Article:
Thursday, October 25, 2012
Monday, October 15, 2012
Coincidentally, I was looking through Peeragogy: A Peer-Learning Handbook (http://peeragogy.org) recently and like the way they suggest thinking about tools for self-learners in terms of function. Learners need tools to collect (search/visualize), relate (consulting others), create (and co-create), and distribute/disseminate information. (http://peeragogy.org/resources/technologies/ ) We sure could add some criteria to a synchronous tool. I would like something more like Bb Collaborate or Adobe Connect.
One of the SMOOCHERS mentioned etiquette - or lack of it - in the discussion forums. I haven't noticed anything even slightly off to me, so I'm trying to figure out what might have seemed troubling. I'm wondering if this was a reaction to some informality(?) (Some participants in CFHE12 know each other, so there's that.) Want to see really bad behavior? There was plenty in the Coursera course I took. The teaching assistants for that course did not use a heavy hand, but they did remove some postings. We can remind participants to be polite, but what should we do when some aren't? Perhaps we should warn MOOC newbies about the potential for a lack of decorum in discussion forums Perhaps we should suggest that newbies warm up by spending a few hours reading comments on slashdot and reddit and get innured to flip comments. Perhaps we should be trained in strategies for dealing with rude postings when we are not in charge. (Some suggestions for dealing with difficult students in the online classroom at http://deoracle.org/online-pedagogy/teaching-strategies/managing-difficult-students-in-the-online-classroom.html )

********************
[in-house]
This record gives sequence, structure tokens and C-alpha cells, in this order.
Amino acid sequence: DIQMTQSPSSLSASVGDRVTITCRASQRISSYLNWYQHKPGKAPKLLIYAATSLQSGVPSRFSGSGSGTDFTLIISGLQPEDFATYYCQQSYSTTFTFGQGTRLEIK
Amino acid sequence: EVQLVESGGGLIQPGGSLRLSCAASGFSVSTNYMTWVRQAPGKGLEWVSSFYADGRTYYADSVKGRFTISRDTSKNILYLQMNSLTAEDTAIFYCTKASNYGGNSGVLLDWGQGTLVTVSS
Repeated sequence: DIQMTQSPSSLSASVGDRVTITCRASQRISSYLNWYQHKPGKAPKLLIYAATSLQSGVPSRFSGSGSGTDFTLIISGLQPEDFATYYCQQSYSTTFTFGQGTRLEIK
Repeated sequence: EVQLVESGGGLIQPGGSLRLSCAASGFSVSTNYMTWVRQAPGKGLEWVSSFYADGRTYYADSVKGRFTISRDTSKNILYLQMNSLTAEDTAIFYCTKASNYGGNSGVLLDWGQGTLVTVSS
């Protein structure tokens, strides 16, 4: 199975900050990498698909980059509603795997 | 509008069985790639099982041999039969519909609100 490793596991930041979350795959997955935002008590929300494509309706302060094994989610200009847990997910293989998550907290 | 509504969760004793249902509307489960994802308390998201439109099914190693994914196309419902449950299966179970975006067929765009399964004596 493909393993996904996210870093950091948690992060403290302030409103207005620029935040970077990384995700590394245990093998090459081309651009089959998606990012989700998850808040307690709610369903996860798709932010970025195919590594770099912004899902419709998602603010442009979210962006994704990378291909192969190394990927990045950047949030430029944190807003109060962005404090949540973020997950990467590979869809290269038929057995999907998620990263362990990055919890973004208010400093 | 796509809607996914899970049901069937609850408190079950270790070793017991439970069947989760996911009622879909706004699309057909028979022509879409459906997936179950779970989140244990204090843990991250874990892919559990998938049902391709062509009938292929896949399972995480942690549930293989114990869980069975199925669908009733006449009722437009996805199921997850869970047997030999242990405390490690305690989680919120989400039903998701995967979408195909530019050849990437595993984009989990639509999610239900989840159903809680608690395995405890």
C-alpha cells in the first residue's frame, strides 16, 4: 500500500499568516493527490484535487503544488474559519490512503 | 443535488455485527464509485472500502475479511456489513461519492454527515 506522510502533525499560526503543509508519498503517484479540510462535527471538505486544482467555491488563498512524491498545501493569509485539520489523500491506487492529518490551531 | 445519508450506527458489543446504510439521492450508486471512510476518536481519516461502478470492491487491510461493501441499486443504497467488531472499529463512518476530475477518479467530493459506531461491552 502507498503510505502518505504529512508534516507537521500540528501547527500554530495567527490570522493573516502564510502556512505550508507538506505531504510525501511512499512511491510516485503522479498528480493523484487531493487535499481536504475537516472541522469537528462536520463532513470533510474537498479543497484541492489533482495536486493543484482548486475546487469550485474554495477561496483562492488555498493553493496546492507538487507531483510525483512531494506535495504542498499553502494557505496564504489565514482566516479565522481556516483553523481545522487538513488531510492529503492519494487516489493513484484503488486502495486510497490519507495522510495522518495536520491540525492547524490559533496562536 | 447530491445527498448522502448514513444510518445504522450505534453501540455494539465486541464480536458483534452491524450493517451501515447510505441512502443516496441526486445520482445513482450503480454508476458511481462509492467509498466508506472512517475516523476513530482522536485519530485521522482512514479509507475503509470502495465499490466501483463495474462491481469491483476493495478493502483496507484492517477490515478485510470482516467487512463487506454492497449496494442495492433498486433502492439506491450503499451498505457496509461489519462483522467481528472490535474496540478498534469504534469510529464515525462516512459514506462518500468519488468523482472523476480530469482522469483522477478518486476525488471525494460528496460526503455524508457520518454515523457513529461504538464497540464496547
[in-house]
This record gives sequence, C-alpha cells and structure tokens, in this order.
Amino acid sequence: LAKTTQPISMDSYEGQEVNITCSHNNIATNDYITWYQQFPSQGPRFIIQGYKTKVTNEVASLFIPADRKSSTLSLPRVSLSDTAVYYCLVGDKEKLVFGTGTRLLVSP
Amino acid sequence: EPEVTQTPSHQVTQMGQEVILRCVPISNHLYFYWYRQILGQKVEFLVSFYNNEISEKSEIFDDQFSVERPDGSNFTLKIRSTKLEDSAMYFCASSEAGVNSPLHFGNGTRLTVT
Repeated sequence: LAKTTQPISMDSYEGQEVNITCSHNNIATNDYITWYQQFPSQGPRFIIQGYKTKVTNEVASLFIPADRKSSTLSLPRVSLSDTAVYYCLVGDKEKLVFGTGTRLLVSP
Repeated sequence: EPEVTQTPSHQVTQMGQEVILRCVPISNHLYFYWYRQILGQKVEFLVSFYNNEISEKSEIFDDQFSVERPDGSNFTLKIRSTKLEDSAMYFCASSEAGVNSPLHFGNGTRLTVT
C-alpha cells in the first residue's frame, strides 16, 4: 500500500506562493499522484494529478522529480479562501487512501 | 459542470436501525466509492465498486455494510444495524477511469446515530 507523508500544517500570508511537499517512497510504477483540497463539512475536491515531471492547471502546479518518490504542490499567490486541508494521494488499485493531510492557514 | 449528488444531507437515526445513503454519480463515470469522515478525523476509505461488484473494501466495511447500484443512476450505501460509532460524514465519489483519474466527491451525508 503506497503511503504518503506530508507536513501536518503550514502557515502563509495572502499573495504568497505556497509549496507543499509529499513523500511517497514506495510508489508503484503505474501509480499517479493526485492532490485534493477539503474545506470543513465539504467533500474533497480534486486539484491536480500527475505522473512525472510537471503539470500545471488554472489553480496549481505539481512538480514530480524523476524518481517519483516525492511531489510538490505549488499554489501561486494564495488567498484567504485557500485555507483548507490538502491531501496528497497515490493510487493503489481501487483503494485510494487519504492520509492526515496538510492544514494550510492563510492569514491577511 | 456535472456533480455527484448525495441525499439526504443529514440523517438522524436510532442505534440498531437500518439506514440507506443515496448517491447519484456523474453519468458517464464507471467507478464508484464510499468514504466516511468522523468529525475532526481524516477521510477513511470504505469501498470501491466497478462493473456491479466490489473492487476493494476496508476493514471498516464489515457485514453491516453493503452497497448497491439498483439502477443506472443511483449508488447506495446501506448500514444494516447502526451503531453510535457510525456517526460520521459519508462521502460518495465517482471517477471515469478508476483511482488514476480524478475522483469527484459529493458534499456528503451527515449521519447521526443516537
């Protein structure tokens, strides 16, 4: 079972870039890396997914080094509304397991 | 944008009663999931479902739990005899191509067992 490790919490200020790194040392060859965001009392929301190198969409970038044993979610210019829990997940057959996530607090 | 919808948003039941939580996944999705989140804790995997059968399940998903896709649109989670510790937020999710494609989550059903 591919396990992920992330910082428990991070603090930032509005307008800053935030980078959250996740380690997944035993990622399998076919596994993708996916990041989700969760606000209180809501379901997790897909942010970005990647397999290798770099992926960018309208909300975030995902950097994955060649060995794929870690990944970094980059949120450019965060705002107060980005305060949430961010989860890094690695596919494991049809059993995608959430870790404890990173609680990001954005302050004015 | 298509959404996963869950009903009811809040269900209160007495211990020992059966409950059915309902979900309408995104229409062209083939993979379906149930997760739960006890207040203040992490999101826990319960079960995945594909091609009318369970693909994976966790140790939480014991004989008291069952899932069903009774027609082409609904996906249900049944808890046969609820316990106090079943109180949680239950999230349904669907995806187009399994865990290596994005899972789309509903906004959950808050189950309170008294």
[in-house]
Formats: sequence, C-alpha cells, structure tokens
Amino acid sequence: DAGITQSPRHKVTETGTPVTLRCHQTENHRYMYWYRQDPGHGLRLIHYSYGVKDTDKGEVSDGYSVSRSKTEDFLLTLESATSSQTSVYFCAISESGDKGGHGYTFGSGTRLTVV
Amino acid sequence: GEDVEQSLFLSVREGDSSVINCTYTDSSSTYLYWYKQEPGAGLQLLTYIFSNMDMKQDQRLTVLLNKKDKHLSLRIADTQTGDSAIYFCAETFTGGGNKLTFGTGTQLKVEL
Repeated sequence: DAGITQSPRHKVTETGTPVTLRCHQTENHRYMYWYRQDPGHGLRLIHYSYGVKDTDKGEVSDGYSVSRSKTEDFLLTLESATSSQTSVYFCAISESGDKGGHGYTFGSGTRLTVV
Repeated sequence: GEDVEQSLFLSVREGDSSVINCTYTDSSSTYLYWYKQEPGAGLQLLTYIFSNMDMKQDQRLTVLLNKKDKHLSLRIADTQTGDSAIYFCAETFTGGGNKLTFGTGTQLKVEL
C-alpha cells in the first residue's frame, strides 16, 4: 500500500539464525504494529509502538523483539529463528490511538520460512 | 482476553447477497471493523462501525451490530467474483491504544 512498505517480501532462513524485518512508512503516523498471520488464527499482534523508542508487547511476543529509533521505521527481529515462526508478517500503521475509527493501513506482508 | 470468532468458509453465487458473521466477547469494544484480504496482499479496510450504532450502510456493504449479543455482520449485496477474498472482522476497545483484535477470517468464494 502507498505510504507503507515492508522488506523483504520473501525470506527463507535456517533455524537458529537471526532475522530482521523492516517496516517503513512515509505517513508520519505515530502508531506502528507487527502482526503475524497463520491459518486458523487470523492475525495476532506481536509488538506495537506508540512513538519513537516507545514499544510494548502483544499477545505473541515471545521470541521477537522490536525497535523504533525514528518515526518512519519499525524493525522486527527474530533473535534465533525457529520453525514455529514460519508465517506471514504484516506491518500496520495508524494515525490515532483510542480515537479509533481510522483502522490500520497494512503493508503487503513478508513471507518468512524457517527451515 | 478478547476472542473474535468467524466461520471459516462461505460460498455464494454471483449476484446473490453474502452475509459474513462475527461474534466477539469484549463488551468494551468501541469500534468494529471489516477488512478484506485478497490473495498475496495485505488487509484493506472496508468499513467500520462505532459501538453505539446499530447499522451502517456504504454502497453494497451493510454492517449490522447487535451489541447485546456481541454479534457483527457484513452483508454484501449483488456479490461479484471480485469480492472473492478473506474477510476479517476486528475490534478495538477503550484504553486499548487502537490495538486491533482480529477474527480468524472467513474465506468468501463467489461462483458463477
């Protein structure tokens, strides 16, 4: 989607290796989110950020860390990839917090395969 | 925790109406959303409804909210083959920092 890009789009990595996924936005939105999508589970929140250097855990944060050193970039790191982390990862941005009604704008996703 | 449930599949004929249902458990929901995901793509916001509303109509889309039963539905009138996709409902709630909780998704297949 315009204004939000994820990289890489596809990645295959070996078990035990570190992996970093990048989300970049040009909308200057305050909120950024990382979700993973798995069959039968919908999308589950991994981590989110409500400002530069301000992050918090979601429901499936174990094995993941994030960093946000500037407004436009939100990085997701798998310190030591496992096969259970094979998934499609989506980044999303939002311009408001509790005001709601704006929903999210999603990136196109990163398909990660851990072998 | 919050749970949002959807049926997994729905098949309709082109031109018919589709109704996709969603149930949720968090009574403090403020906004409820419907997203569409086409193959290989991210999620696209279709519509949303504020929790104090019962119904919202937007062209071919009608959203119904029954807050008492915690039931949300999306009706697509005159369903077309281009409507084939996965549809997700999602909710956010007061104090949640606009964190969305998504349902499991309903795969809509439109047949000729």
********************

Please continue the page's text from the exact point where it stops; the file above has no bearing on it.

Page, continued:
Last Friday was a day of complete confusion for me about what time I was supposed to be where - both in physical space and online space. I need an administrative assistant! I finally made it online for that first TLT Group sMOOCHers discussion on CFHE12. Talk about confusion in general! I've been using the wrong hastag for sMOOCHers. It should be #tltgSMOOCHERS . I would have sworn that I'd been reading all my TLT email, but I guess not.
Speaking of technology: I do not yet have a mobile device with a data plan/hotspot. I experimented with ways to get onto wifi as if I were getting out of work at 2pm and getting into a 2pm online meeting ASAP. Not much luck with a rapid launch with my current batch of devices from my work location! Maybe it's time to pay Verizon more money? (sigh).
Thursday, October 11, 2012
One of the nice things about the discussion forums in D2L: I did a search for "librarian" in the Introductions forum and found all the librarians I had listed as I read through the introductions. Perhaps we should all be trained to use keywords and tags in our discussion postings as a matter of course. "Imagine that someone is trying to find material on the topic of your post. Will they find yours?"
Whether it's a MOOC or not, my little, fleeting problems with D2L made me think about some micro-level aspects of online vs face-to-face courses: